• Teach students to assess the situation thoroughly before they decide to evade the work. Of course, everyone, including our students, would rather not have a list of homework assignments or projects to complete. However, the nature of education involves work outside of the classroom—plain and simple. Instead of setting the task aside right away—an out-of-sight, out-of-mind strategy—prompt students to investigate the necessary steps that will be required to complete the assignment. This sort of review strategy forces students to acknowledge the amount of work that the project or paper will entail. The more prepared they are to tackle the task, the less likely they will be to set it aside for lengths of time.
  • Encourage students to jump right in. This does not necessarily mean that they have to rush or complete the task in one chunk of time. Instead, they simply need to scratch the surface and begin. Starting something that they would rather avoid is half of the battle. Once they have begun, the urge to procrastinate is set aside.
  • Remove distractions while working. This is especially difficult for adolescents who would prefer to be glued to their devices while working. Advise students to set aside time to work without any smartphones, television, etc. All it takes is one chime of a notification to derail a work session, further instigating procrastination. A quiet work space, removed from distractions, allows for full focus, which is the best way for students to get the most out of their work time or study sessions.
  • Praise or reward students who complete or submit work prior to the deadline. Whether we are talking first graders or seniors, students respond to incentives. This can mean that the first group to submit work receives their grades first. Or, give praise, small rewards, or extra recess when students exhibit proactivity. Again, the point is to incentivize students so that they are eager to tackle the assignment, as opposed to setting it aside for the last minute.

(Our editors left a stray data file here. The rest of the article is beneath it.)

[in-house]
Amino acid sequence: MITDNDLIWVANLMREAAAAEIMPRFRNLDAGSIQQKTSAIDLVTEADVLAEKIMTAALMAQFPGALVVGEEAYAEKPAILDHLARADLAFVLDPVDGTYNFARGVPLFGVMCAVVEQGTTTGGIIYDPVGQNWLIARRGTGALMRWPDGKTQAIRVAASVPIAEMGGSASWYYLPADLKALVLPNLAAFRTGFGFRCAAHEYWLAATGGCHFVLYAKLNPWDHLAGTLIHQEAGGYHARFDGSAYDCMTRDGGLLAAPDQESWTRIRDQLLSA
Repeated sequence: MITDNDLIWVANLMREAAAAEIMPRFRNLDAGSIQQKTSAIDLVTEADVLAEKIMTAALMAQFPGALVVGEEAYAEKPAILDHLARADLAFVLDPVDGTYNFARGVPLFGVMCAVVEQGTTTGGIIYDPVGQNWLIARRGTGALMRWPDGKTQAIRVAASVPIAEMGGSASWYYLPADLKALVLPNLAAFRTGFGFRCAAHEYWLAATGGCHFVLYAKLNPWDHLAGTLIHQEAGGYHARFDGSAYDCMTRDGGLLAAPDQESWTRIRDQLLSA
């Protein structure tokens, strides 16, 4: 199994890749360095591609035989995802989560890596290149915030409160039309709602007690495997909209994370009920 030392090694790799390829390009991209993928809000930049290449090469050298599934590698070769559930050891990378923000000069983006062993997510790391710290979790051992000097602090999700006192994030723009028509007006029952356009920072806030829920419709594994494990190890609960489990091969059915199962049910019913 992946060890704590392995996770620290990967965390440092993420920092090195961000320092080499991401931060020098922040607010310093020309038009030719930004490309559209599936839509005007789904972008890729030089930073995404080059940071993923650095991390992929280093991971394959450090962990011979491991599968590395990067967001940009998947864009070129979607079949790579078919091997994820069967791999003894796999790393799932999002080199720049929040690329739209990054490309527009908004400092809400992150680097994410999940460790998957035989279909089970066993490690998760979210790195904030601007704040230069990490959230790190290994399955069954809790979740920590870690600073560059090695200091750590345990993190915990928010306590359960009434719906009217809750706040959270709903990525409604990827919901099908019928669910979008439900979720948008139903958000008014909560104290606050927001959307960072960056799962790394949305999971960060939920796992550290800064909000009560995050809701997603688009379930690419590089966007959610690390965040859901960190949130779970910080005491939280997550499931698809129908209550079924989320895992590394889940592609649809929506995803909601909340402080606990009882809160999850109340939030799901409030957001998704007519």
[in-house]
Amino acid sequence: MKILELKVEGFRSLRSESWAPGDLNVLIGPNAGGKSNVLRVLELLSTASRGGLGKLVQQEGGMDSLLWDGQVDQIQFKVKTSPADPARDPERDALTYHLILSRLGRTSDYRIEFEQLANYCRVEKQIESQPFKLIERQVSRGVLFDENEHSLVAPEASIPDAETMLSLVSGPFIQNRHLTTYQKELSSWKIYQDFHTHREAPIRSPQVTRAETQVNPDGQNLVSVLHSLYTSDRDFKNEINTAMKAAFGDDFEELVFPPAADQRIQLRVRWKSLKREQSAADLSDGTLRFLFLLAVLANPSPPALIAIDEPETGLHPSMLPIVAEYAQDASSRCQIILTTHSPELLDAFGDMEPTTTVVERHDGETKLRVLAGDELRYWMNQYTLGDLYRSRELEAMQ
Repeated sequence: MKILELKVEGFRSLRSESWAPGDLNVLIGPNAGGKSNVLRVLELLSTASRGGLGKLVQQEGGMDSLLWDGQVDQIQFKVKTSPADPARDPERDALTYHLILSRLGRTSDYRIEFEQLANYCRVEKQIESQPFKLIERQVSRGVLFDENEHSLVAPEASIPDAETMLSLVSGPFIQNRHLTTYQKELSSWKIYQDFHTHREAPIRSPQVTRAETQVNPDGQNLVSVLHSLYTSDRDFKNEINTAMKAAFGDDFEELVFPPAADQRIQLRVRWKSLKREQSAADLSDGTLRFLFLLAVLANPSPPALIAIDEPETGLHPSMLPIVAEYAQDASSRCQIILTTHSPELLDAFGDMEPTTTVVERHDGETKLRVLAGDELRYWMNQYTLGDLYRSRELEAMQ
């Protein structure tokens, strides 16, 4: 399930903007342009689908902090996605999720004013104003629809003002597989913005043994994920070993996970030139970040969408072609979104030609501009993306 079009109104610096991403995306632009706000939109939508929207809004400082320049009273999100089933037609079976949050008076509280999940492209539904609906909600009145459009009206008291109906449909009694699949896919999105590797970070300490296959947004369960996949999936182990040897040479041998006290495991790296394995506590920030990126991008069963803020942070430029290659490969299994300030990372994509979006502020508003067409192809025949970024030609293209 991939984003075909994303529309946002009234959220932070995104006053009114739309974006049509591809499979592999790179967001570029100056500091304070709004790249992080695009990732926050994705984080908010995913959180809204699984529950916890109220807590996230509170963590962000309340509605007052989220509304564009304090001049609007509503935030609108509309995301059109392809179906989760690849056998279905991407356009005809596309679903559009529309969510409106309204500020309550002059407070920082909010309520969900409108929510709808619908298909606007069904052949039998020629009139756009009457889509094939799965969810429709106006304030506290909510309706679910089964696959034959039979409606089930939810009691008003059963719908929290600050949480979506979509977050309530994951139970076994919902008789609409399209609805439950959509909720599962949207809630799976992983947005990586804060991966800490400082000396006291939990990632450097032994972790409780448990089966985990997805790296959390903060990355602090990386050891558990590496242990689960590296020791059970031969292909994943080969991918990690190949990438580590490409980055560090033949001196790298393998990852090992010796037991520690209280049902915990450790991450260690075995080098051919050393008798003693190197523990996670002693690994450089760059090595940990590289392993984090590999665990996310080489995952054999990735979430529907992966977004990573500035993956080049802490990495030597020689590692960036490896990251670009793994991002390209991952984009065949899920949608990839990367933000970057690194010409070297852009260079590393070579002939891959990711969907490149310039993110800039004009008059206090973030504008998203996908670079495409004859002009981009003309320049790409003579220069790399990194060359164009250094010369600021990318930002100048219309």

• When push comes to shove, stress completion over perfection. The point is obviously to dissuade procrastination. However, there will be times when students simply cannot get the ball rolling in time. When they do put off the work, explain the importance of completing and submitting the work, even when it is sub-par. Of course, keeping high expectations is important. However, the need to perfect something at the last minute is not only stressful, but unnecessary. Use these moments as a learning experience by highlighting the fact that students can avoid this feeling of disappointment or discouragement by planning and working ahead of time in the future.

 

Stress Awareness Month: How to Lower Stress Levels in the Classroom

Stress in the classroom is all too familiar to a teacher. Someone once likened teaching to monitoring 30+ open, blinking tabs on a computer screen, while juggling and reciting Shakespeare. This comparison seems fairly accurate a lot of the time. So, if the adult in the room is feeling the stress, how do you think the students are feeling? Not so surprisingly, American children are sadly experiencing chronic stress in and out of the classroom. In fact, data indicates that pharmaceutical use for children with emotional disorders has risen to an alarming rate, as has the suicide rate for adolescents. We know from our own personal experiences that mounting stress has an enormous ripple effect on our day-to-day lives. Sleeping patterns, eating habits, productivity, concentration, academics, social/emotional well-being—all of these factors are very much correlated to stress levels. Seeing as teachers spend much of the day interacting closely with students, it then becomes our responsibility to not only teach, but also monitor the emotional well-being of our students.

The solution to stress in children should not begin by managing stressors once they have reached their peak, but rather helping students avoid getting to that point of eruption. Here are a few tips to help teachers take a proactive approach to stress: